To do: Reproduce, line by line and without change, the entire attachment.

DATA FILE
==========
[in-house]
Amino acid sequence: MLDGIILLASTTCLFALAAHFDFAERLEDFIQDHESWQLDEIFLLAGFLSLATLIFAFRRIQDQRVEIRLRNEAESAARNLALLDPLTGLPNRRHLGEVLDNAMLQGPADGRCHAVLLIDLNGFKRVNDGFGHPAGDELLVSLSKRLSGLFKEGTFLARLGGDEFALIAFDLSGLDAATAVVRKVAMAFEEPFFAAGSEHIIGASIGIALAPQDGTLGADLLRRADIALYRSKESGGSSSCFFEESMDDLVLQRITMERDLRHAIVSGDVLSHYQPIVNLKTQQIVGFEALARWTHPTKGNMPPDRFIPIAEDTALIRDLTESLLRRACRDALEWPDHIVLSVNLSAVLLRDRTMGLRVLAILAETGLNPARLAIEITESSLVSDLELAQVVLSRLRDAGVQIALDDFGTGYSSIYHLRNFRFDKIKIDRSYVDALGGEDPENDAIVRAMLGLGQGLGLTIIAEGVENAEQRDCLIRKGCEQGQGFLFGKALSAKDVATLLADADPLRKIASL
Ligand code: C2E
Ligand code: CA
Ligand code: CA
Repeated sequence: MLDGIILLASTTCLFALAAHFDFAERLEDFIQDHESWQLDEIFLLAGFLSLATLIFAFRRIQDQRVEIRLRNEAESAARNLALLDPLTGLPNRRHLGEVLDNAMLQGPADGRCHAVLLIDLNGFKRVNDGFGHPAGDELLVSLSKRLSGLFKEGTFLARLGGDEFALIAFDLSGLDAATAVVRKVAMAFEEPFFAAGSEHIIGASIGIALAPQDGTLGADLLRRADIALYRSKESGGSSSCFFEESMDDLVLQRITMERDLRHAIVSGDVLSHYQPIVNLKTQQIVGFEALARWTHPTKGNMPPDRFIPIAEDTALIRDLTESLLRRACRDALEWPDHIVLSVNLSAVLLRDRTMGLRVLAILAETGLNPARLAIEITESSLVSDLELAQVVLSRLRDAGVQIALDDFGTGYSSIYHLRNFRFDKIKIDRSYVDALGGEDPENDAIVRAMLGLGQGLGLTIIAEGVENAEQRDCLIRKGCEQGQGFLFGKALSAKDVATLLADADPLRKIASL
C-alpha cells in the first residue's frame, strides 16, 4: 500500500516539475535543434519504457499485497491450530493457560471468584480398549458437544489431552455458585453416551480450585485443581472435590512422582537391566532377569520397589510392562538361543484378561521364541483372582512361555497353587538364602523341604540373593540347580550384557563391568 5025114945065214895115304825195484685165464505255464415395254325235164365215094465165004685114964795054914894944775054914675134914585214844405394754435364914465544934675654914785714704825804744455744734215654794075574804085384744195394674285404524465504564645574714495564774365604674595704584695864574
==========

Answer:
[in-house]
Amino acid sequence: MLDGIILLASTTCLFALAAHFDFAERLEDFIQDHESWQLDEIFLLAGFLSLATLIFAFRRIQDQRVEIRLRNEAESAARNLALLDPLTGLPNRRHLGEVLDNAMLQGPADGRCHAVLLIDLNGFKRVNDGFGHPAGDELLVSLSKRLSGLFKEGTFLARLGGDEFALIAFDLSGLDAATAVVRKVAMAFEEPFFAAGSEHIIGASIGIALAPQDGTLGADLLRRADIALYRSKESGGSSSCFFEESMDDLVLQRITMERDLRHAIVSGDVLSHYQPIVNLKTQQIVGFEALARWTHPTKGNMPPDRFIPIAEDTALIRDLTESLLRRACRDALEWPDHIVLSVNLSAVLLRDRTMGLRVLAILAETGLNPARLAIEITESSLVSDLELAQVVLSRLRDAGVQIALDDFGTGYSSIYHLRNFRFDKIKIDRSYVDALGGEDPENDAIVRAMLGLGQGLGLTIIAEGVENAEQRDCLIRKGCEQGQGFLFGKALSAKDVATLLADADPLRKIASL
Ligand code: C2E
Ligand code: CA
Ligand code: CA
Repeated sequence: MLDGIILLASTTCLFALAAHFDFAERLEDFIQDHESWQLDEIFLLAGFLSLATLIFAFRRIQDQRVEIRLRNEAESAARNLALLDPLTGLPNRRHLGEVLDNAMLQGPADGRCHAVLLIDLNGFKRVNDGFGHPAGDELLVSLSKRLSGLFKEGTFLARLGGDEFALIAFDLSGLDAATAVVRKVAMAFEEPFFAAGSEHIIGASIGIALAPQDGTLGADLLRRADIALYRSKESGGSSSCFFEESMDDLVLQRITMERDLRHAIVSGDVLSHYQPIVNLKTQQIVGFEALARWTHPTKGNMPPDRFIPIAEDTALIRDLTESLLRRACRDALEWPDHIVLSVNLSAVLLRDRTMGLRVLAILAETGLNPARLAIEITESSLVSDLELAQVVLSRLRDAGVQIALDDFGTGYSSIYHLRNFRFDKIKIDRSYVDALGGEDPENDAIVRAMLGLGQGLGLTIIAEGVENAEQRDCLIRKGCEQGQGFLFGKALSAKDVATLLADADPLRKIASL
C-alpha cells in the first residue's frame, strides 16, 4: 500500500516539475535543434519504457499485497491450530493457560471468584480398549458437544489431552455458585453416551480450585485443581472435590512422582537391566532377569520397589510392562538361543484378561521364541483372582512361555497353587538364602523341604540373593540347580550384557563391568 5025114945065214895115304825195484685165464505255464415395254325235164365215094465165004685114964795054914894944775054914675134914585214844405394754435364914465544934675654914785714704825804744455744734215654794075574804085384744195394674285404524465504564645574714495564774365604674595704584695864574